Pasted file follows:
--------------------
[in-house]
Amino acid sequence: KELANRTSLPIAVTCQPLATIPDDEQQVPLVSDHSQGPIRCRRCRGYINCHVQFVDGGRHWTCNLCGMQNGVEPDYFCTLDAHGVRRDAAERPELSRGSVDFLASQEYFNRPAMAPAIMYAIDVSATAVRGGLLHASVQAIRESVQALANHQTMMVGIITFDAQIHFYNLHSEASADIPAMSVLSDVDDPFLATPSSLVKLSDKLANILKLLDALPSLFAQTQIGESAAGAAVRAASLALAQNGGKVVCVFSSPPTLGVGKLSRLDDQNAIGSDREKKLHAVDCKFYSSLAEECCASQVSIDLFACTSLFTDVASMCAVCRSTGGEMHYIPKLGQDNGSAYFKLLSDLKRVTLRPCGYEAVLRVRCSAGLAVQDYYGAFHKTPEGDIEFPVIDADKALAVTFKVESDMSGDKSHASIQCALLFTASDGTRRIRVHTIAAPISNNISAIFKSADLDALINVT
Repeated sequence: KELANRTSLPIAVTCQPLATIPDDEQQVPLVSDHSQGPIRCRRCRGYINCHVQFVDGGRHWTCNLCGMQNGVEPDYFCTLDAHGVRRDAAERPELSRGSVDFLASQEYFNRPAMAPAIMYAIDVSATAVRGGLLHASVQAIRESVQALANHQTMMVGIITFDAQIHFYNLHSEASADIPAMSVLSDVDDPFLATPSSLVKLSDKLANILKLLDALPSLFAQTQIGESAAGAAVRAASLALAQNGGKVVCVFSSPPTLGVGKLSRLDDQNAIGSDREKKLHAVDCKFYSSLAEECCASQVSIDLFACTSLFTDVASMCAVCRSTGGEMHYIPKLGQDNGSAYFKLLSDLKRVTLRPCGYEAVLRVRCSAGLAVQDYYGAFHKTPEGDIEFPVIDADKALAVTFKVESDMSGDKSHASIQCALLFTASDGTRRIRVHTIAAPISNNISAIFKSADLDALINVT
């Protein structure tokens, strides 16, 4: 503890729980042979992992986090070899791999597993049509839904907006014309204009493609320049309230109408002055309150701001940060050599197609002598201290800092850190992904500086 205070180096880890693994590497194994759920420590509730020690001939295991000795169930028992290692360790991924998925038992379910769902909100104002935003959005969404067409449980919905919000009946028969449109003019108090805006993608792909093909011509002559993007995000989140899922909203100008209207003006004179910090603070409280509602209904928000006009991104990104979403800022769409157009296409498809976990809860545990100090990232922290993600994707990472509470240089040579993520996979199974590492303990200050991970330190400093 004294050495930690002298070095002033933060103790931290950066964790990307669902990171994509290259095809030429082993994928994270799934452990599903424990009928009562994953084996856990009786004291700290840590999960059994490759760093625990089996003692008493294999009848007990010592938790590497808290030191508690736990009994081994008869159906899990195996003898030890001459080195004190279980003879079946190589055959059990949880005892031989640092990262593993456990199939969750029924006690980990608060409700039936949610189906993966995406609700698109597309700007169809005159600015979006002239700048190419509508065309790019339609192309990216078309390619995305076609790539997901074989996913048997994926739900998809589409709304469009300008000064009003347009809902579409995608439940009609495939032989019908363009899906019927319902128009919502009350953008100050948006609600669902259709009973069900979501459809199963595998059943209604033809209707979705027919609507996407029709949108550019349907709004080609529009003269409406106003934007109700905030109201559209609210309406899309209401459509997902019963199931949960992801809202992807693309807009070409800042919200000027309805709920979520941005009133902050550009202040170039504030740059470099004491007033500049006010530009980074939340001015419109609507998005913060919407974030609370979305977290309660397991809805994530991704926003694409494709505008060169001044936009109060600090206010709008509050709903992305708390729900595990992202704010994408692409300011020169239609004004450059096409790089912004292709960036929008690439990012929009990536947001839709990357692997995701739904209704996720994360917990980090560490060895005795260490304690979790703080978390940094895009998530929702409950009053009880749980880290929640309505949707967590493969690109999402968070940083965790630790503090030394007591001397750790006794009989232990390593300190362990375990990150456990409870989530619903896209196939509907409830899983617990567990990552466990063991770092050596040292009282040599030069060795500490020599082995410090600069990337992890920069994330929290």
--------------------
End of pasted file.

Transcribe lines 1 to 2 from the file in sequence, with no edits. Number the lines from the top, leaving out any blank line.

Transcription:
[in-house]
Amino acid sequence: KELANRTSLPIAVTCQPLATIPDDEQQVPLVSDHSQGPIRCRRCRGYINCHVQFVDGGRHWTCNLCGMQNGVEPDYFCTLDAHGVRRDAAERPELSRGSVDFLASQEYFNRPAMAPAIMYAIDVSATAVRGGLLHASVQAIRESVQALANHQTMMVGIITFDAQIHFYNLHSEASADIPAMSVLSDVDDPFLATPSSLVKLSDKLANILKLLDALPSLFAQTQIGESAAGAAVRAASLALAQNGGKVVCVFSSPPTLGVGKLSRLDDQNAIGSDREKKLHAVDCKFYSSLAEECCASQVSIDLFACTSLFTDVASMCAVCRSTGGEMHYIPKLGQDNGSAYFKLLSDLKRVTLRPCGYEAVLRVRCSAGLAVQDYYGAFHKTPEGDIEFPVIDADKALAVTFKVESDMSGDKSHASIQCALLFTASDGTRRIRVHTIAAPISNNISAIFKSADLDALINVT